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In a release, the president of the new association disputed Domino's claim that rising food costs and expenses associated with delivery are the reason for assessing the $1 per-delivery fee. Such financial concerns, the president said, stand in stark contrast to the strong numbers the company reported for its second quarter 2002.
"APDD opposes the delivery charge because it absolutely and unequivocally is designed to take money from the pockets of drivers and transfer it to the company," wrote APDD president, J.W. Callahan. "Delivery drivers use their own vehicles, paying out of pocket the costs of gasoline, maintenance, repair, and upkeep. For the use of the vehicles that make pizza delivery the $30 billion industry that it is, drivers are woefully under-compensated."
The release said that drivers working for Pizza Hut, which instituted a 50-cent delivery charge nearly two years ago, have reported tip declines of more than 30 percent. "The reason most cited for the decline is the widespread misperception by customers that the delivery charge is going to the driver, thereby bypassing the necessity of giving a tip."
APDD secretary Holly Hunter called charging for delivery the same as "taking half of every driver's primary source of income, their tip money, and putting it into the company coffers. ... I'm sure (Domino's is) looking at this increased revenue with an eye on the top slot."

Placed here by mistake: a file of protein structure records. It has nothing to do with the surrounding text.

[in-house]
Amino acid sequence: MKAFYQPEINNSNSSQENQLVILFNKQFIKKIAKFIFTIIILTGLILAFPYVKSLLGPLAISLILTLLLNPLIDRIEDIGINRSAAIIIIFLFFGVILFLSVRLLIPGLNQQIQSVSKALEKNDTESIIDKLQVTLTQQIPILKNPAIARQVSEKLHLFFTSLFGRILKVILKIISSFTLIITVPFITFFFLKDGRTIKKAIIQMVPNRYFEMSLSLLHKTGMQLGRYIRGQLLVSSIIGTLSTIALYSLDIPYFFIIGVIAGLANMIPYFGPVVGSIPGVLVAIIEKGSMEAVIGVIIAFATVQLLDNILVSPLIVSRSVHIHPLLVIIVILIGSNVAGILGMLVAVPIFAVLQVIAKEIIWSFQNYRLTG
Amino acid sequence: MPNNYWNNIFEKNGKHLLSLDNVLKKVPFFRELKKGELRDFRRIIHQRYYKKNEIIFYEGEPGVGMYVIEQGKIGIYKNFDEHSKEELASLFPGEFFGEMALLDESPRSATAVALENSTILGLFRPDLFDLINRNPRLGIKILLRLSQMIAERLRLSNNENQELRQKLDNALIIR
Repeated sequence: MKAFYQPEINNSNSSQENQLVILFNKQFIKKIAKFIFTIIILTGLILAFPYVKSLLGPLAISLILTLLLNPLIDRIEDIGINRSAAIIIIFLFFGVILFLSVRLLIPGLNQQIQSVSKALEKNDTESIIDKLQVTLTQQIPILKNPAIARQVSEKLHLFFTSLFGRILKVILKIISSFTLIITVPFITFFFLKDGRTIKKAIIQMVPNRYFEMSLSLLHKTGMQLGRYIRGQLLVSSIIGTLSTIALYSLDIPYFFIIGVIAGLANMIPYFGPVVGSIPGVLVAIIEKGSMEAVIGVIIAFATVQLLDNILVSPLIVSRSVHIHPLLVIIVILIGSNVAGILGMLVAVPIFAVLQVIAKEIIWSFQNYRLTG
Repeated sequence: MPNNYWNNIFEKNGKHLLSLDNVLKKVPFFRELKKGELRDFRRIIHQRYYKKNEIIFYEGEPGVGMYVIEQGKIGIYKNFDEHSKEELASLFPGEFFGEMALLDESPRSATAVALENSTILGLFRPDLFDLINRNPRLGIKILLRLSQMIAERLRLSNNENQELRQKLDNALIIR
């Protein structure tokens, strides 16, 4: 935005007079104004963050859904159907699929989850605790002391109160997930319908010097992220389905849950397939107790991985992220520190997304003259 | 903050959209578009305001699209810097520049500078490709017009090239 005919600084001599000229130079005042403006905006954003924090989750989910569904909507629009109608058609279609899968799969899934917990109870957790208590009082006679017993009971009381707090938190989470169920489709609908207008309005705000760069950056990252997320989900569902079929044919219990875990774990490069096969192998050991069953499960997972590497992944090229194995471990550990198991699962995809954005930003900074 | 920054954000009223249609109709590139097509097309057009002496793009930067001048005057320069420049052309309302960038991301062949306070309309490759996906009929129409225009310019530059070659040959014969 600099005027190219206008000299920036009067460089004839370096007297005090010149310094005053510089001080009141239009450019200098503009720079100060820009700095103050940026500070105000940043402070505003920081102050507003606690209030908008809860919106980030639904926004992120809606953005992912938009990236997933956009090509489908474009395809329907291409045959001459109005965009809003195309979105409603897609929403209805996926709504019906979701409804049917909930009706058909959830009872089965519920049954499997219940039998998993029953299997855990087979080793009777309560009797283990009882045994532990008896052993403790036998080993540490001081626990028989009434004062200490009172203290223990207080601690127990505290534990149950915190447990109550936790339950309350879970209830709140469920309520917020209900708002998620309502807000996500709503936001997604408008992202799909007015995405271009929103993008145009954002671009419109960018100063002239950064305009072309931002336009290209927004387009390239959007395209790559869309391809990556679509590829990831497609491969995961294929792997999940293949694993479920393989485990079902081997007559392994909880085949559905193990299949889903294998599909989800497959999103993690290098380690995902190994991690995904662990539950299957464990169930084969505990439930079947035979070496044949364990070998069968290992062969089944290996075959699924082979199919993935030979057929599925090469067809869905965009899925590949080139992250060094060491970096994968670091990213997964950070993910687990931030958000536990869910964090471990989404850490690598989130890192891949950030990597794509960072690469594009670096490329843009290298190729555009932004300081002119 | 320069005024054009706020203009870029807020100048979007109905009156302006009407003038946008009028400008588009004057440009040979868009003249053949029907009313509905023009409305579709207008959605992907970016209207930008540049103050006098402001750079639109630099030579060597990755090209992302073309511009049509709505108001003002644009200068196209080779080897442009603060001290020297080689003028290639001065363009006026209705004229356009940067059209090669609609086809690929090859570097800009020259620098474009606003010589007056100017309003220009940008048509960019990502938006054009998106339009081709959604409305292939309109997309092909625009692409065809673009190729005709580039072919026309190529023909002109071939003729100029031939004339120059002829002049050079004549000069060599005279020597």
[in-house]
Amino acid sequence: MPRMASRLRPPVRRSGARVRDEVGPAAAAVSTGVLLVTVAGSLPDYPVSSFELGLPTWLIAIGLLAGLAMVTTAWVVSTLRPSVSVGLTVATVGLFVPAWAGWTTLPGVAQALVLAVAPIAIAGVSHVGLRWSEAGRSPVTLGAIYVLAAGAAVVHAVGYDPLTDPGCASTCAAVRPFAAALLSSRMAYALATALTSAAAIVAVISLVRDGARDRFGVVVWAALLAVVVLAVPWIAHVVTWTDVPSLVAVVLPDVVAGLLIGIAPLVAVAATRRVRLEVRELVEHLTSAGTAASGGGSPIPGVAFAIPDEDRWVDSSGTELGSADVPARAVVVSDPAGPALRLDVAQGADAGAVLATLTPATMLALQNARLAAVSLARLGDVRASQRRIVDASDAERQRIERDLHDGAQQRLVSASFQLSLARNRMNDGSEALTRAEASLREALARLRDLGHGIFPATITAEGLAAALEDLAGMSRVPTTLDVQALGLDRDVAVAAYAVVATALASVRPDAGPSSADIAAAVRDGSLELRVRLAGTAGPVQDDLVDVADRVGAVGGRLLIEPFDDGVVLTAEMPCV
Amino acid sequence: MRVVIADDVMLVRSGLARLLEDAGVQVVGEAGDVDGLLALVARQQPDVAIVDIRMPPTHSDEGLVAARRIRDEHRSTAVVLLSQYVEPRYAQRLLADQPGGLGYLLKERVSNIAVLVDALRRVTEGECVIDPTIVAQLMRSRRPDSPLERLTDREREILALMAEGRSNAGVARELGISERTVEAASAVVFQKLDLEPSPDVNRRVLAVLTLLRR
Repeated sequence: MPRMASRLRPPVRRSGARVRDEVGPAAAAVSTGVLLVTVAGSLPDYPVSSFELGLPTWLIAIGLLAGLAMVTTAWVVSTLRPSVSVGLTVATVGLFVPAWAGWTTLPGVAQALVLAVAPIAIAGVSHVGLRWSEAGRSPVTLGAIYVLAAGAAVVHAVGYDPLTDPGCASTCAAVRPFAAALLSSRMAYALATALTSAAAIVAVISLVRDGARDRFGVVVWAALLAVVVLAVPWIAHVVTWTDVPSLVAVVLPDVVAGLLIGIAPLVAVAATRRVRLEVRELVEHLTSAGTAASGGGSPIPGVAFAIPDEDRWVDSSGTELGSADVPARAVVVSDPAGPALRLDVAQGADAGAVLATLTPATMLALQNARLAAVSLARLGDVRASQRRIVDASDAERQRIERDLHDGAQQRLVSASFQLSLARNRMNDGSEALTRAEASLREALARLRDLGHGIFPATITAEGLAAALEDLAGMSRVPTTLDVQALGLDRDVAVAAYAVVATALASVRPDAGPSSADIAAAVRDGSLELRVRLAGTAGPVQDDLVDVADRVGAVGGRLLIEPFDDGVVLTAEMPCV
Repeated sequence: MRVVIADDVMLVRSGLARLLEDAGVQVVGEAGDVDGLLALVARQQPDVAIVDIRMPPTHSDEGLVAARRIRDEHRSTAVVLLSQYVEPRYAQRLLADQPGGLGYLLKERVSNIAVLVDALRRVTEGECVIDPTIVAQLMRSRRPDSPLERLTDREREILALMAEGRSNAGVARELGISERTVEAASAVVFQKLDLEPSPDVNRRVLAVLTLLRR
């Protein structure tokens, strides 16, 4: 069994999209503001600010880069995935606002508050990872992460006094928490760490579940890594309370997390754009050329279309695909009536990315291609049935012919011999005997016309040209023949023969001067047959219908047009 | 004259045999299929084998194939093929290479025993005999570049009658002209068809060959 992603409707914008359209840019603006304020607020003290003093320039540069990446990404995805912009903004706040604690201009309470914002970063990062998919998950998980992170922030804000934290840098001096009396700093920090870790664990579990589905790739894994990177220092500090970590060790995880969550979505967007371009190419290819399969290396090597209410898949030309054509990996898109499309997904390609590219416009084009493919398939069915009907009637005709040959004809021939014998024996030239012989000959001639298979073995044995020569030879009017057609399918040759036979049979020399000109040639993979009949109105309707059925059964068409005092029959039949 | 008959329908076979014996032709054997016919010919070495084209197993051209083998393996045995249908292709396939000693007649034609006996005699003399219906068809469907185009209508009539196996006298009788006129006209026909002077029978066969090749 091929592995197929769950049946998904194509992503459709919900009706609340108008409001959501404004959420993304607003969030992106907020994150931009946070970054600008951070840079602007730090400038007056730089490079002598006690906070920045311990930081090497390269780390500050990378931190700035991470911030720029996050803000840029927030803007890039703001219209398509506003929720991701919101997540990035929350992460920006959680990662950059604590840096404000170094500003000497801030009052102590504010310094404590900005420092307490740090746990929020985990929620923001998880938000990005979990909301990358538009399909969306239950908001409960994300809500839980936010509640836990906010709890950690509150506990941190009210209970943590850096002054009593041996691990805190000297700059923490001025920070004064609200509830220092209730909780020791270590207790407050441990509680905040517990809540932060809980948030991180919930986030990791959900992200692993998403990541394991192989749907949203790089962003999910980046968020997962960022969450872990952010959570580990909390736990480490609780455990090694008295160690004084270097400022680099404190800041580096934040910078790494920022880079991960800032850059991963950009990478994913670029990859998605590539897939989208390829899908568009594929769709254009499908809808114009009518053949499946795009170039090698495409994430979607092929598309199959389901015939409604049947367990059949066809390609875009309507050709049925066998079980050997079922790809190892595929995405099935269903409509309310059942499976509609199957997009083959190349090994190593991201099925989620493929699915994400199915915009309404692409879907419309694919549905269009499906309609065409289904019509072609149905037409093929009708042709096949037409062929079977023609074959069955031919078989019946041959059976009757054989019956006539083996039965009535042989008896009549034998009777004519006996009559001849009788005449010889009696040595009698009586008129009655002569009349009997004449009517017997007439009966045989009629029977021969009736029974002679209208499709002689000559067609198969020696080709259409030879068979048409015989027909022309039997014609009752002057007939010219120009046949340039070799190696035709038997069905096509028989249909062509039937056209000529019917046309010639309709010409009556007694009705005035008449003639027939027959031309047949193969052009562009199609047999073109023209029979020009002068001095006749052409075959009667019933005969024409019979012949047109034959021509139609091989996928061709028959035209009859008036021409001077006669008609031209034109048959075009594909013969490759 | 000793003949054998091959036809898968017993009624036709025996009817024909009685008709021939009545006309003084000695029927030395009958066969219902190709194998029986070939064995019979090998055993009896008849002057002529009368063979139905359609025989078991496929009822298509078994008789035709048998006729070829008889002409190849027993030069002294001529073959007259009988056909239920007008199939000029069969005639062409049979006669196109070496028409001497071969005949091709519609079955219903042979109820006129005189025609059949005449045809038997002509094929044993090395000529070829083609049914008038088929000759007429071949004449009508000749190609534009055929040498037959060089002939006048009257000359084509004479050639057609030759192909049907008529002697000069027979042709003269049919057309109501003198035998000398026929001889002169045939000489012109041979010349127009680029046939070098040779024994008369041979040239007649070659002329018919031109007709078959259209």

APDD, a non-profit organization of restaurant delivery drivers, was formed last spring by pizza-delivery drivers who discuss issues of mutual concern at its Web site. According to the release, within two months of its formation, it had members in 23 U.S. states and Australia.
"The focus of this organization is to bring the issues of being a delivery driver to light," Callahan said. " ... With delivery drivers responsible for 70 percent to 80 percent of (pizza companies') business, you'd think they would be more concerned about our livelihood and job satisfaction."
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